Published online by Cambridge University Press: 29 August 2010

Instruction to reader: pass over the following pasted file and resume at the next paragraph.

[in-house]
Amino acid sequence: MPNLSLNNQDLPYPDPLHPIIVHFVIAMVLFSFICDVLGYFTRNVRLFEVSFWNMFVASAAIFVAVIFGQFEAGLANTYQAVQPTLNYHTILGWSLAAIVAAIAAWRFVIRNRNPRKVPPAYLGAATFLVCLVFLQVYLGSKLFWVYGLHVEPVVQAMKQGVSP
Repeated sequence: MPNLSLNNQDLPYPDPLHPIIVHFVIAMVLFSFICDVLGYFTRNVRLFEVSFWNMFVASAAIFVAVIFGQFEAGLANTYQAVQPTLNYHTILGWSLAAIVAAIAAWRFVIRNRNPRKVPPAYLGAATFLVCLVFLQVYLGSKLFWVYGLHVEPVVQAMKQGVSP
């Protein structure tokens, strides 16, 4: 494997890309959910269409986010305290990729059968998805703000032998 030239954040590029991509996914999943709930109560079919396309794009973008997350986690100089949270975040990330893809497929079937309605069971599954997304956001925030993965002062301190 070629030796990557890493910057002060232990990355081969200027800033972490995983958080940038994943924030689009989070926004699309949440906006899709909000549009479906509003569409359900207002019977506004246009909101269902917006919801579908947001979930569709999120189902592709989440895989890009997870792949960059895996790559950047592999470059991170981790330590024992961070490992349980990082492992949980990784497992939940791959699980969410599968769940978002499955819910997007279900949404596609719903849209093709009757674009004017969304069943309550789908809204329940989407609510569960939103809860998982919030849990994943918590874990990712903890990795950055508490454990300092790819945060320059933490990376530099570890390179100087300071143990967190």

No edition of this play has come down to us previous to that of the First Folio, 1623. There can be no doubt that this is one of Shakespeare's earliest works. It was founded directly or indirectly on the Menaechmi of Plautus, of which an English translation by “ W. W.” (William Warner) was published in 1595; but, like many works of that period, it had been, for some time previously, privately circulated in manuscript. There is little in common, except the bare outline of the plot, between Shakespeare's play and the Menæchmi of Plautus; while the fact that, in the Folio of 1623, the two Antipholi are called in act i. Antipholis Erotes, and, in act ii. Antipholis Sereptus respectively, points to a connection with some other original source than W. W.'s translation; for, in the latter, the two brothers are called Menechmics the Citizen, and Menechmus the Travailer respectively. In Plautus they are termed Menœchmus and Menœchmus Sosicles. The two titles, given to the brothers in F. 1, only occur in the first two acts, and are soon exchanged for those which are preserved in all modern editions, Antipholus of Syracuse (Erotes, Errotis), and Antipholus of Ephesus (Sereptus). It has been supposed that the two titles mentioned above are corruptions of Erraticus and Surreptus; but one cannot fail to notice that the name of “the Courtezan” in Plautus, is Erotion; and whoever was the author of the earlier adaptations of Plautus comedy, may have taken the name Erotes or Errotis from this character.